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Rice's trip to focus on mending rifts in Europe, Mideast
The Washington Post
WASHINGTON — As newly installed Secretary of State Condoleezza Rice begins a weeklong trip to Europe tomorrow, European officials said they are eager to put the tensions of the past four years behind them but without minimizing potential areas of conflict, such as how to handle Iran's nuclear ambitions.
President Bush thrilled Europeans by deciding that he and Rice would make their first post-inaugural overseas trips to Europe — carefully choreographed acts designed to show an interest in repairing a transatlantic breach over Iraq, the Middle East peace process, global warming and other issues.
Europeans said conditions are ripe for a rapprochement, particularly now that the elections in Iraq appear to have gone smoothly and the death of Palestinian leader Yasser Arafat has given new impetus to peacemaking between Israelis and Palestinians.
"We're not in the business of fighting last year's war," a senior German official said, speaking on the condition of anonymity because of the sensitivity of U.S.-European relations. "There really is a mood of positive expectations."
Nevertheless, Europeans say they await Rice's visit with more than a little nervousness, especially because some disputes will not be easily resolved:
U.S. officials are fuming that the European Union is about to lift an arms embargo imposed on China after the 1989 Tiananmen Square crackdown, though European officials stress that they will impose a code of conduct on exports. Rice told the Agence France-Presse and Reuters news agencies yesterday in an interview that lifting the embargo would "send the wrong signal about human rights."
On Iran, some Europeans are frustrated because they believe their efforts to restrain Iran's nuclear program through diplomacy will fail without U.S. involvement — and the Bush administration has not budged from its position that it will not join in any talks.
Vice President Dick Cheney's recent statement that Israel might feel compelled to attack Iran's nuclear facilities received wide publicity in Europe and alarmed European officials, adding to tensions over the issue. But British officials disagree with some European officials, saying that talk of huge divisions on Iran are overblown. "Europeans will always try and push for the maximum line on U.S. engagement," one British official said.
In a whirlwind seven days, Rice will travel to London, Berlin, Warsaw, Ankara, Jerusalem and the West Bank, Rome, Paris, Brussels and Luxembourg City. She will also meet with Russian Foreign Minister Sergei Lavrov in Ankara, Turkey. The issues will vary from stop to stop — the Poles want to discuss assisting the new Ukraine government, while the Turks are worried that the Iraqi Kurds are receiving too much deference — but in every stop Rice and European officials will also try to narrow differences over issues of regional interest.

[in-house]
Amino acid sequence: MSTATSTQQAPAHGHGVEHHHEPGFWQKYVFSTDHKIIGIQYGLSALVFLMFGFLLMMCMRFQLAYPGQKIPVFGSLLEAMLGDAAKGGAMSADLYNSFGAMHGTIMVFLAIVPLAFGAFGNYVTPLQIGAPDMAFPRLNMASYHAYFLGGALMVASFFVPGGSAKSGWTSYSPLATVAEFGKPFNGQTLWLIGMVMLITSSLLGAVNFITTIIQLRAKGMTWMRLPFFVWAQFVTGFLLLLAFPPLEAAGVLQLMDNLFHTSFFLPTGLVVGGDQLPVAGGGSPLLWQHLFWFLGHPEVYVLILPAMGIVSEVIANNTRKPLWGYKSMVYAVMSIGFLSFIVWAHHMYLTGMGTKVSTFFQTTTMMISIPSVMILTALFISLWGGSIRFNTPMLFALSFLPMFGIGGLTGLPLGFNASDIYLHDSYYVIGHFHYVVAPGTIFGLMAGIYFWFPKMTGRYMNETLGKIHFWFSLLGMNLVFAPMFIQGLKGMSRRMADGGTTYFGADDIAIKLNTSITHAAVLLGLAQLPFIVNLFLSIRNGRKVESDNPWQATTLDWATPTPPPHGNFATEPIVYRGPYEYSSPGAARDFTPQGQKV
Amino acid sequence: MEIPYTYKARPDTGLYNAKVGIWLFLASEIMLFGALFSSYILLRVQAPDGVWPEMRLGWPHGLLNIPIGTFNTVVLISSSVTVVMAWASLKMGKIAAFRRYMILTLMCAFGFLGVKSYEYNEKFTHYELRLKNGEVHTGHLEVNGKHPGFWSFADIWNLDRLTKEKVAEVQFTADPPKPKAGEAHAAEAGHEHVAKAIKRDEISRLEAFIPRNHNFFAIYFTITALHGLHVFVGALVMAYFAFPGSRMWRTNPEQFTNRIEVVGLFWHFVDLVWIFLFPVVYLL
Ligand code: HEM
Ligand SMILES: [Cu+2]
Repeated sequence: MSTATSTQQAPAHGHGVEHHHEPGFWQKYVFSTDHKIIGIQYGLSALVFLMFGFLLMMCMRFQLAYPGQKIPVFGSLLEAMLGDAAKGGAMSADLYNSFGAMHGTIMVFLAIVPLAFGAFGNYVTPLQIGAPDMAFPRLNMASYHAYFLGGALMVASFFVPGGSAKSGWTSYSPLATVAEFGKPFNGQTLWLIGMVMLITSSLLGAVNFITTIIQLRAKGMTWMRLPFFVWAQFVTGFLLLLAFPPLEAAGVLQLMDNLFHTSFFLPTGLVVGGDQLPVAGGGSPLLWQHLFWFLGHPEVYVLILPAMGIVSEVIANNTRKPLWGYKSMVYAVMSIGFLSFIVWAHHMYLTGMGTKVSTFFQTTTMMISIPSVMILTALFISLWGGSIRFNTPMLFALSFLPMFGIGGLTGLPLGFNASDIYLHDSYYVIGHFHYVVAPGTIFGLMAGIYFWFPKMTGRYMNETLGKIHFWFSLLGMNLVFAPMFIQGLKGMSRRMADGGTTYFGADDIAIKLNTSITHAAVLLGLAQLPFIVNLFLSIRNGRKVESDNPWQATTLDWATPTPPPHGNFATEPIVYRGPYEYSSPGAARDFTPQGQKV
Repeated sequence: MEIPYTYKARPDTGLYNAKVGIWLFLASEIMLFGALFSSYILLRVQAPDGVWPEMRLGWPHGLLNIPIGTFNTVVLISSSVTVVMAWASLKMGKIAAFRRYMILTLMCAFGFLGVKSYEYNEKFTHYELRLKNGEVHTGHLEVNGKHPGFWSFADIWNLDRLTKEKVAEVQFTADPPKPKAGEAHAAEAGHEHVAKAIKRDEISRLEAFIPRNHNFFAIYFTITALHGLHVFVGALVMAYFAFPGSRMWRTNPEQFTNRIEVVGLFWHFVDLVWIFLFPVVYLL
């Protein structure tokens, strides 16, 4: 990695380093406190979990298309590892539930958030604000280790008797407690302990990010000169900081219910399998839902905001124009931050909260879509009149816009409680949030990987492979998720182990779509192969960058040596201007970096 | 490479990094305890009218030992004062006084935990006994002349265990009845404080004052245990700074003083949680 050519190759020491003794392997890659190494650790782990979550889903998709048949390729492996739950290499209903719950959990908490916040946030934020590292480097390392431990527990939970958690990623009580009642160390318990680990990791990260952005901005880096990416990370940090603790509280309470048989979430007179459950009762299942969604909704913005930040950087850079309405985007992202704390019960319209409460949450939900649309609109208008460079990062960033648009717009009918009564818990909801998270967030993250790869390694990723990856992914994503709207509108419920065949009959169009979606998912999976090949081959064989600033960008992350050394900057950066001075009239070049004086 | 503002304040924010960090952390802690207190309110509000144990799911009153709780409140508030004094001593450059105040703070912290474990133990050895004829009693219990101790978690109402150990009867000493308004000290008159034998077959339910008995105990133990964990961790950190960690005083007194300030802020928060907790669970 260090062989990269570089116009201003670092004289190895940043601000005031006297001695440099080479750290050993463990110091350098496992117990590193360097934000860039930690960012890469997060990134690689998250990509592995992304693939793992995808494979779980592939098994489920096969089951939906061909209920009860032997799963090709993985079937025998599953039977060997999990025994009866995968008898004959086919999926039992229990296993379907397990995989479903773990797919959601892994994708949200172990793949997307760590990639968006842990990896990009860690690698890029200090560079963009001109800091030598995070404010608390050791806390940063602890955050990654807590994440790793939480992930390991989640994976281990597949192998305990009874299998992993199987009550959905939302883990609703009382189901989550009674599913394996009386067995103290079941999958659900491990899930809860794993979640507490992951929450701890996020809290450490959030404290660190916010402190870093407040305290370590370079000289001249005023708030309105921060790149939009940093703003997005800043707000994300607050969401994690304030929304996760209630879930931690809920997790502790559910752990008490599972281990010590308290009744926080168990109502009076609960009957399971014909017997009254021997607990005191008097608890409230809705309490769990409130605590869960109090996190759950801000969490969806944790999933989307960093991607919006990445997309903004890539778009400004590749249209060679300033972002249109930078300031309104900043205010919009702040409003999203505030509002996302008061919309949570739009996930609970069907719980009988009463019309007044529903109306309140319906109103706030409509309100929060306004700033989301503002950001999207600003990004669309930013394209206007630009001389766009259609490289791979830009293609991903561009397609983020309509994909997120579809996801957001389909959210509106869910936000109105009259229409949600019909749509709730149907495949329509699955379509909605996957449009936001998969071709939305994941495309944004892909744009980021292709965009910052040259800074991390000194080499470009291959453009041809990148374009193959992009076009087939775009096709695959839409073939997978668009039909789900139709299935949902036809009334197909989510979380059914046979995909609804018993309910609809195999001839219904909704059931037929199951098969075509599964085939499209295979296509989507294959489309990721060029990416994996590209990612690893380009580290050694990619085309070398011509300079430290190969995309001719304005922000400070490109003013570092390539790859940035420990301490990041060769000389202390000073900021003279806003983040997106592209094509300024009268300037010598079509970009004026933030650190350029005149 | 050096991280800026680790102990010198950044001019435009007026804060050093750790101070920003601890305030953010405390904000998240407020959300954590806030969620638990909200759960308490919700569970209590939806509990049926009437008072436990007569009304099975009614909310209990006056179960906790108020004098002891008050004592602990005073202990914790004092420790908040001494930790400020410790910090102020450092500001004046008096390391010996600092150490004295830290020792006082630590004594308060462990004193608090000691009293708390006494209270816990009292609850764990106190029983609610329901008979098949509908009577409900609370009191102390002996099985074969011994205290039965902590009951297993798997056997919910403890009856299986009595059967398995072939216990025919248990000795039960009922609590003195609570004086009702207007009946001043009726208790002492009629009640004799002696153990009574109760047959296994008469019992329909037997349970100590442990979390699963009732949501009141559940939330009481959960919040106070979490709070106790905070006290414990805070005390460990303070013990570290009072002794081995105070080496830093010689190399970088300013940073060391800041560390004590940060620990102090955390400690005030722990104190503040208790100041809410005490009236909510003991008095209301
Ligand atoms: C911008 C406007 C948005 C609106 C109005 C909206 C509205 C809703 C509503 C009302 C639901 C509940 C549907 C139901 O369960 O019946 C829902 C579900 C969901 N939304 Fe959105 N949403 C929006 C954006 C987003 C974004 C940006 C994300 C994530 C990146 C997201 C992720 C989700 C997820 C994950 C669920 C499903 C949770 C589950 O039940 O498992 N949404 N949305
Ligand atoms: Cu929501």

Rice also plans to give a major speech and to take questions from the audience in Paris, the center of European opposition to the invasion of Iraq. In the speech, she plans to say that Europeans and Americans have common values and that it would be best to work together to advance common interests, such as global democracy.
In France, Germany and Britain, she will meet in closed session with leading academics and intellectuals. British officials say Prime Minister Tony Blair secured an agreement from Bush after the November elections to schedule an early visit to Europe to repair relations, and Rice's trip is intended to lay the groundwork for the president's visit later this month.
Still, there is little indication that Rice plans to offer any significant policy changes, European and American officials said. "We are in a moment of growing convergence on a number of issues," one ambassador said. "The substance has not changed; the positions are the same as a few months ago. But the style and circumstances have changed."
Two previous flash points — Iraq and the Israeli-Palestinian peace process — provide the greatest possibilities for closer coordination, European officials said. A number of key European allies have begun to withdraw troops from Iraq, though during Cheney's visit to Poland last week, the Poles agreed to withdraw only 700 troops and defer a decision on the remaining 1,700.
But the administration has chosen not to make an issue of the departures, and Bush in his statement Sunday on the Iraqi elections pointedly praised the assistance of the European Union.
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